Some other longa fill I liked includes MAPMAKER [Cartographer] and KEPT DOWN [Stifled] (though my first fill there was KEPT IT IN…). PEEPER [Eye, in slang] is a nice complement to WINK [Fleeting moment] (as in the idiom “in the wink of an eye“). NLERS [Bucs and Cards, e.g.], WBA [Fighting org.], ALI [Champ from Louisville] and ONE-NIL [Low soccer score] are all sports-based, of course, and those last three especially work well with REFEREE, since you won’t just find ‘im as a [Member of an NFL officiating crew].
Only one repeat today (PAM appeared four days ago) and the cluing was a tad straightforward, but there were a few standout clues, and they’d be [Hand holder?] for ARM, [Ending for finish or finish for ending] for ING and [Two after do] for RE-MI. That last one took me far too long to catch on to. D’oh!
Dan Naddor’s Los Angeles Times crossword
Given the existence of “chick lit,” it took me a while to figure out that CHICKEN LIT (21A: ["Egg-laying for Dummies," etc.?]) was shorted from “Chicken Little.” Each theme entry was made by lopping off -TLE from the end of (sometimes semi-)familiar phrases. Besides the chicken one, we have:
- 17A: [Princeton jazzman?] clues JERSEY CAT.
- 27A: [What a New York baseball owner would do to ensure player fitness?] clues TEST ONE’S MET. I briefly thought this was including that gym rat/exercise word “met,” some sort of metabolic unit, and thought it was a bit arcane for a crossword, but of course it’s a capital-M New York Met.
- 42A: [Sign outside a boarded-up JFK?] might be AIRPORT SHUT. Too bad the clue didn’t have Heathrow in it, given that northwestern Europe’s airports are closed on account of a volcanic ash plume. Picture! A high-school classmate of mine is taking her kid to Iceland next week to see the volcano. Her inner geology geek is squealing with delight.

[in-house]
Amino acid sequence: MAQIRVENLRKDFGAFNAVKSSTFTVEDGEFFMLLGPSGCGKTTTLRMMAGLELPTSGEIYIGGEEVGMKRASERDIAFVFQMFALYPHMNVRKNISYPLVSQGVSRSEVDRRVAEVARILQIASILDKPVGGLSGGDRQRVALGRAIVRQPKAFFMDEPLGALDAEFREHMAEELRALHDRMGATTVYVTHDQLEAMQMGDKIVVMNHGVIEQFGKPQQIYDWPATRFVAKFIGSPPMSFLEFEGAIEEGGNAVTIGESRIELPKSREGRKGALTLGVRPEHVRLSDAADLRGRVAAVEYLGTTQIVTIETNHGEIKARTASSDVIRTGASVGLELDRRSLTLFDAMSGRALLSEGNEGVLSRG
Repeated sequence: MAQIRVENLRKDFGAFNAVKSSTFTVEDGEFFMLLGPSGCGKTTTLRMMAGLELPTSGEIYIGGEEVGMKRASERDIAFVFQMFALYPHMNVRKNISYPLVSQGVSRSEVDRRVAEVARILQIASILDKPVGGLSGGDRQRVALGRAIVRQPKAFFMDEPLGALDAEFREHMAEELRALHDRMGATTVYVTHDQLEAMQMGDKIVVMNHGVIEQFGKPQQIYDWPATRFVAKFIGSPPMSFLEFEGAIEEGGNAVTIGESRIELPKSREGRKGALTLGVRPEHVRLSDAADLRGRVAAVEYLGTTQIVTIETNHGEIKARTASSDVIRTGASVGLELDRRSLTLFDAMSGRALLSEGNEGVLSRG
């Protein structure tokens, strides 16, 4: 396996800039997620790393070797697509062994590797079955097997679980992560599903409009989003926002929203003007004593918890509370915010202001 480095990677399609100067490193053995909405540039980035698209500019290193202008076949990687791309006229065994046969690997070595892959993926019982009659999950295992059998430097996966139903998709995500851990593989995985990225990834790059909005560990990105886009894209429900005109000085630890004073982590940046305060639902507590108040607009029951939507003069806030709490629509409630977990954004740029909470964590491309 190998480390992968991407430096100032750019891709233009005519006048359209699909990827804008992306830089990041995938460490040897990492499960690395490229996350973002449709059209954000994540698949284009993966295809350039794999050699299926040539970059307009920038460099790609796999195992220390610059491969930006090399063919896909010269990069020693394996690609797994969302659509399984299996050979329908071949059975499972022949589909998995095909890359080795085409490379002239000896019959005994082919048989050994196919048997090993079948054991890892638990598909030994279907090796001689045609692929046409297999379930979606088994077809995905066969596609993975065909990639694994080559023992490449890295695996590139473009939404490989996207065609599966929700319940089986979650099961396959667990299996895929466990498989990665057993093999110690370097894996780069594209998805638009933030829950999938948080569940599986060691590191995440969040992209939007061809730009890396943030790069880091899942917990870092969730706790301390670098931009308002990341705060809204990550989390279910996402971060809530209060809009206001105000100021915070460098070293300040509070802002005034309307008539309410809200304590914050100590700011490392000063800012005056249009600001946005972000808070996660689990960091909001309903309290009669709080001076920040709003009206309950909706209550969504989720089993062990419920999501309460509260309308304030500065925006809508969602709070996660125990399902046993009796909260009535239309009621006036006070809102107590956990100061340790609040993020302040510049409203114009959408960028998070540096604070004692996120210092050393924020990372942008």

- 50A: [Little Londoner?] is a PEANUT BRIT. I have given up on peanut brittle. The Indiana Amish folks make this nutty crunch stuff that is to die for. Butter, sugar, nuts—that’s about it. With cashews and almonds and pecans along with peanuts, it kicks peanut brittle’s inadequate behind.
- 56A: [Carpet-cleaning android?] is a VACUUM BOT, but I’m not 100% certain what a vacuum bottle is. Is “vacuum jar” a thing? Is it the same thing? Are thermoses involved? And is anyone else thinking of botflies with BOT BOT BOT staring at them?
I like those open corners with the 8- and 9-letter answers in them. The word TARNISHED (9D: [Sullied]) rhymes with “varnished,” which minus the R and verb ending is VANISH (23A: [Disappear]).
No comment on D-CUPS (59A: [Parts of some support systems?]) pointing squarely at AREOLA (45D: [Colored circle around the pupil]).
Favorite clue: 30D: [Day star?] for OPRAH. (Not EL SOL.) Have you been watching the Life series on the Discovery Channel? Oprah Winfrey is the narrator. She really helps cheetahs attacking a zebra go down easy.
Brendan Quigley’s blog crossword, “What’s the Alternative?”
- 17A. [What a marathon runner does after getting a sprain during a race?] is TREAT KNEE. The opposite of KNEE is, of course, Williams. No, wait. The opposite goes with the first word here: trick knee.”Trick or treat.”
- 24A. [Answer to "which Rogers and Hammerstein musical do you want to see and when?"] clues OKLAHOMA!, LATER. The Oklahoma Sooners were more prompt. “Sooner or later.”
- 40A. [Tell-all that doesn't actually tell all that much?] is NOTHING EXPOSURE. The opposite phrase is…”all exposure.” “All or nothing” is certainly familiar, but that’s not making any sense here. Help me out here, folks.
- 52A. [Food shortage that spreads from area to area?] is a MOVABLE FAMINE. “Feast or famine.”
- 65A. [Score the first points in a tennis game?[ clues BREAK LOVE. Lemme think…Ah, yes: “make or break,” make love.
I’d like this theme better if 40A made any sense to me, and if the changed word was in a consistent location in each theme entry. Hmph.